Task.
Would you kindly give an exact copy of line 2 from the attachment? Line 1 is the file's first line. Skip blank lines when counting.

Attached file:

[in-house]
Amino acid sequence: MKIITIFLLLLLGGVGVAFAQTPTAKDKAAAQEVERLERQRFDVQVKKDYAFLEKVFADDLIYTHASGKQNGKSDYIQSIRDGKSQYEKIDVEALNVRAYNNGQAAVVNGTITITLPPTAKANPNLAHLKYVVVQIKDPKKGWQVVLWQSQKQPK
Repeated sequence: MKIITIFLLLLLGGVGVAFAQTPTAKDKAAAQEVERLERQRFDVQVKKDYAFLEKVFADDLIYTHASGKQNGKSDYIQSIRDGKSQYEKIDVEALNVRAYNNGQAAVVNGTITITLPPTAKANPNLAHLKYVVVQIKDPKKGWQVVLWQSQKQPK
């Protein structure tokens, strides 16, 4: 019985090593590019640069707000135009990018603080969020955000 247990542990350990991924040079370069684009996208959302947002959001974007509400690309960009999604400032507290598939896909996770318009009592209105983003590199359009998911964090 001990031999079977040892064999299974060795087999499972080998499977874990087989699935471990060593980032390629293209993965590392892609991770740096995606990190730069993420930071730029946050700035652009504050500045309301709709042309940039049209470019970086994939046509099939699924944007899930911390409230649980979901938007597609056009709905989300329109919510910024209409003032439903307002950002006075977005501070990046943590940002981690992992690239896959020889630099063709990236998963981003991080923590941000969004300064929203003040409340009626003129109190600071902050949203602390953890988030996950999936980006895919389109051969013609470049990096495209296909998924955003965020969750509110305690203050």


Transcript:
Amino acid sequence: MKIITIFLLLLLGGVGVAFAQTPTAKDKAAAQEVERLERQRFDVQVKKDYAFLEKVFADDLIYTHASGKQNGKSDYIQSIRDGKSQYEKIDVEALNVRAYNNGQAAVVNGTITITLPPTAKANPNLAHLKYVVVQIKDPKKGWQVVLWQSQKQPK